Reply To: Transporting Kayak with gear in hatches

Mick Allen

Stern and especially bow lines are required – so no cantilevering, and rack stresses by side wind loads are minimized by being taken by the end lines.  Boat is carried right side up [it’s rockered curvaceous shape is supported adequately by the rack spacing – think of the diffential loading in abrupt changing conditions on and in waves when we’re paddling!]. As Peter mentions,  main heavy loading is in the centre with the sprayskirt attached and the waist opening tied off and inverted [or a ckpt cover if present] to eliminate rain ingress at speed and use the end compartments for the light items like clothing, tents etc.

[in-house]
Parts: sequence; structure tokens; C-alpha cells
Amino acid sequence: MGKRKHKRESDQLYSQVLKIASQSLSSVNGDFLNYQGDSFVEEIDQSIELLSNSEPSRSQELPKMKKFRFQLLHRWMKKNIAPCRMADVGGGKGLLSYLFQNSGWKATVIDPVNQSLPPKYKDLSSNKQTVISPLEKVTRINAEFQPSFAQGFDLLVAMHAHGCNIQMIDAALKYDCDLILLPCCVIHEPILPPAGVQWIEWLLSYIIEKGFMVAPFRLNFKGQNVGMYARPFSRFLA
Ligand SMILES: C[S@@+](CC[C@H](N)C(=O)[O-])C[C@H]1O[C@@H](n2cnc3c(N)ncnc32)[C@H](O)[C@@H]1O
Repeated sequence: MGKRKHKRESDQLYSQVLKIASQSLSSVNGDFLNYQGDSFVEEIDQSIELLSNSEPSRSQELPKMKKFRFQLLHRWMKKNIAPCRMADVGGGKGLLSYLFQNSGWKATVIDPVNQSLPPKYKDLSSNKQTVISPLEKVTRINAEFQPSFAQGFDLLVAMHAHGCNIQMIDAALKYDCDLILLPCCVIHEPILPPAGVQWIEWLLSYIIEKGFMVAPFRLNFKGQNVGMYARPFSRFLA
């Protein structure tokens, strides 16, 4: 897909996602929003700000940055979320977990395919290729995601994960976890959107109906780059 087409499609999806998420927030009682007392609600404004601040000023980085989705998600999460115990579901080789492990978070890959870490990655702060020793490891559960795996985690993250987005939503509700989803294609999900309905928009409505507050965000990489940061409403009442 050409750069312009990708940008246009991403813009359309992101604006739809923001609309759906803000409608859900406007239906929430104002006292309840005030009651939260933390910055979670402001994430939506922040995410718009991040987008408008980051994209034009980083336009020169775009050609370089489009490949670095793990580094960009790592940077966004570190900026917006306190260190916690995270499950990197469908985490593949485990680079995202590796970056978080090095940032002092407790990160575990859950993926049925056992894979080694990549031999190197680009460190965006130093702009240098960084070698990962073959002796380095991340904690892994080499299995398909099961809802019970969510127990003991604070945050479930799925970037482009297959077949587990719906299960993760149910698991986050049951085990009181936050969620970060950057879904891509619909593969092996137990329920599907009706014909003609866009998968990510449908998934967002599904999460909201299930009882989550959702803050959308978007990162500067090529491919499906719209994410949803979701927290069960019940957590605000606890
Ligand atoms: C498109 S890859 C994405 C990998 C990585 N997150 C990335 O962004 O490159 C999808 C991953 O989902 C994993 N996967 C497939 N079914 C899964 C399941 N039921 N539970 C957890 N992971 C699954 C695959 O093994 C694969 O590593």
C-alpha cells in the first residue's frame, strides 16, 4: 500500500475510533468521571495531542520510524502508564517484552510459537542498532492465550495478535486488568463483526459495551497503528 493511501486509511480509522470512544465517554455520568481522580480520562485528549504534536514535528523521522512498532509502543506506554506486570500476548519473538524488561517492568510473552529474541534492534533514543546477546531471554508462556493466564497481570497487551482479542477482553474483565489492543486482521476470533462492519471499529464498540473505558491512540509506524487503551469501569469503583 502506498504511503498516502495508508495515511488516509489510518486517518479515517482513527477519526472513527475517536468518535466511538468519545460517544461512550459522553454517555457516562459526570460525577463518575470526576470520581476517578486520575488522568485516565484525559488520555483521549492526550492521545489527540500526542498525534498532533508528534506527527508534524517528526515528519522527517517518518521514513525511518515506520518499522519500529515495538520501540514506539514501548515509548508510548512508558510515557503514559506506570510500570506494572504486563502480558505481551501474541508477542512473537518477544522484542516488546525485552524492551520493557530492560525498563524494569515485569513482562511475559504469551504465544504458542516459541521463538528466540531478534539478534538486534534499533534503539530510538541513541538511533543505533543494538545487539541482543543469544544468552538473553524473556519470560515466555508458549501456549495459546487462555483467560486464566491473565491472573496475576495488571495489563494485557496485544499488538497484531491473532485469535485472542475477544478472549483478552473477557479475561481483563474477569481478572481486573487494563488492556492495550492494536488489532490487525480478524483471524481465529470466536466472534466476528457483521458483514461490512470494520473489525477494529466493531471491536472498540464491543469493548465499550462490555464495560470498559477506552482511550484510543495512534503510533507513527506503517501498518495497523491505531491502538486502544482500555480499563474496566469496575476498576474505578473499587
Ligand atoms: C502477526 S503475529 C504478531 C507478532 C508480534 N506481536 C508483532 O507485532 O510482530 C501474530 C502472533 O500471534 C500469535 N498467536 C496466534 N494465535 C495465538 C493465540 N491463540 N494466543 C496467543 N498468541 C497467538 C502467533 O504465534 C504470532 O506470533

For the end ties if possible, use a triangulated approach from ea side of the bumper [frame tabs or whatever is used] so that end  movement is minimized [and thereby minimal unwanted twist stress to the racks].

. . . I never could see the point of those roof top carriers when we’ve got a much more voluminous and especially doubly useful method – and they look meaningful and cut the wind so much better. Or if a seakayak is too big, just pick up one of the many short 2nd hand WW boats that appear on craigslist once in awhile.

[And joking must be inserted: because of the yak’s hydrodynamic shape, at high rates of speed it will actually fly a little bit thereby reducing much of that rack loading, heh heh.]